dear family,

It seems like this whole transfer I have been living by the Dan in Real Life mantra: "prepare to be surprised." In the middle of our morning lesson on Tuesday, we received a call that brought another change of companion — I am now with Hna. Soriano, a 79 year old that is serving her second mission here in Merida. Her name is Esther, and her whole character and level of faith reflects the same depth and strength of the Bible character. We get to use umbrellas and sombreros (just one of the perks of having a senior companion), and as we walk under the shade that covers us from the Mexico sun, she tells me about her life and her husband and her faith. She went to school three times — first to study accounting, then psychology, and then computers. She got married at the age of 40, had one child and a good and full eleven years with her husband until he passed away suddenly from a heart disease. Sometimes she talks about how much she misses him, and sometimes she doesn't have to tell me that she misses him because his absence is just felt. She calls everyone chicos, hermanitas, jovenes, etc. and the other day during personal study, she informed me that the entire time she was reading she heard a heavenly chorus in her mind and in her heart. I am beginning to believe that my new companion exists in a world that is closer to the heavens than that of the earth, because she really means what she says and lives what she believes and says what her spirit feels. She is new in the mission, and so we have begun her training which will last another week until transfer calls come on Sunday. I love her so much and think I want to be like her when I grow up. 

Despite the rounds of changes and learing to adjust to changes, I think that perhaps the hardest part about a mission is beginning to see others as God sees them and feel for them as God does, too — at least a particle or fraction of what a Heavenly Father feels for his children. We had two lessons this week that taught me of God's happiness and sadness — one when we were teaching Hno Alonso, and the other with Hna Lupita. Hno Alonso is an 18 year old who has been a member for four years. He started turning away from God one he started making choices that moved him farther from Him and farther from his potential. I am beginning to realize that that is all bad decisions do; move one farther away from their Eternal Father and their eternal potential/being. As we sat outside the doorway of his one-room pink house, my heart began to feel heavy with sadness that had never found place within me ever before. It was of a heavenly kind, and one that I am sure our Father feels every time one of His children chooses to forget Him and who they are. Alfonso is entrenched in a world of drugs and bad friends and bad choices, and it is so apparent that he isn't really happy at all, even when he pretends to be. And then there is Hna Lupita — our recent convert of two days (yay!) who makes me feel Gods happiness everytime I enter her home and her presence. She has given up everything for her Father — her coffee and tea and her Sunday job. She gave up all these things of the world so willingly, perhaps because she began to realize who she is and who God is and what really matters.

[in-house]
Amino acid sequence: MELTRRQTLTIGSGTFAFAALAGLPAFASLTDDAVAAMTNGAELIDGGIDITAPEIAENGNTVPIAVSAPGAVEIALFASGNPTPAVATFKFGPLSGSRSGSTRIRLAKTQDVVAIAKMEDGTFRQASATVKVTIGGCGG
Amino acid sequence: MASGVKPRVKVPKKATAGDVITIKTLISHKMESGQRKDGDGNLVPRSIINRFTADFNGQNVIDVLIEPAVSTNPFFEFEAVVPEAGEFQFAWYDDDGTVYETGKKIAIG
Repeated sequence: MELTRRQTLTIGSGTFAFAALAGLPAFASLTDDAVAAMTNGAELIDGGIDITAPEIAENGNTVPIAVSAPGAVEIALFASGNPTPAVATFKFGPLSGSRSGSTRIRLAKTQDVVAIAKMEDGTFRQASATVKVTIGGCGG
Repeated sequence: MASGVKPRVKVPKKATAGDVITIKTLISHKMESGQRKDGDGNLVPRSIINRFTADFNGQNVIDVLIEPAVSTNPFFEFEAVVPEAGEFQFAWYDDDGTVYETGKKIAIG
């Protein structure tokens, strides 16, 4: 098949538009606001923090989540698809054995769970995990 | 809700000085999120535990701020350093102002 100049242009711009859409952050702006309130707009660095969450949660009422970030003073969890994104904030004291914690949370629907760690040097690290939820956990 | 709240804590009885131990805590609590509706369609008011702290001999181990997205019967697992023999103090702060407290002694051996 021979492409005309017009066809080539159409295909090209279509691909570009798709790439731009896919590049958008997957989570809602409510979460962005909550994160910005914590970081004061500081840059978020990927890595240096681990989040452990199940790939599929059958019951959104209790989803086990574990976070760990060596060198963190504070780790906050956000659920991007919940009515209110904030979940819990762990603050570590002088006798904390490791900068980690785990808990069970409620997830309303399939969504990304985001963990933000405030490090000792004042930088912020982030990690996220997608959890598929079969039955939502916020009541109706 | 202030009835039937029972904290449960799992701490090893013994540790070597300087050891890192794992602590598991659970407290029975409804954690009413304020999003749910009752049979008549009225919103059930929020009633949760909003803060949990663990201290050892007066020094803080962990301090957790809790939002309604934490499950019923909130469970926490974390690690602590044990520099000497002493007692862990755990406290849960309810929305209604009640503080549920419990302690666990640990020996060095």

The most interesting part about these two lessons and these two feelings of sadness and happiness is that in both scenarios, I was able to feel of the love that God has and feels for these two very different people. He loves the one who has separated himself from him, and he loves the one that has just begun to follow and know Him. I am beginning to believe that that is the greatest mystery of God: His mercy and His justice. Yet after everything, I still think that His mercy will far out rule His justice, and that HIs hands will be stretched out still in the end. How grateful I am to believe and know a God of justice and righteousness, but also of love and mercy.

Wishing you a week full of God's tender mercies and love. I love and miss you, dear family of mine!

love love,
Hermana Rhondeau

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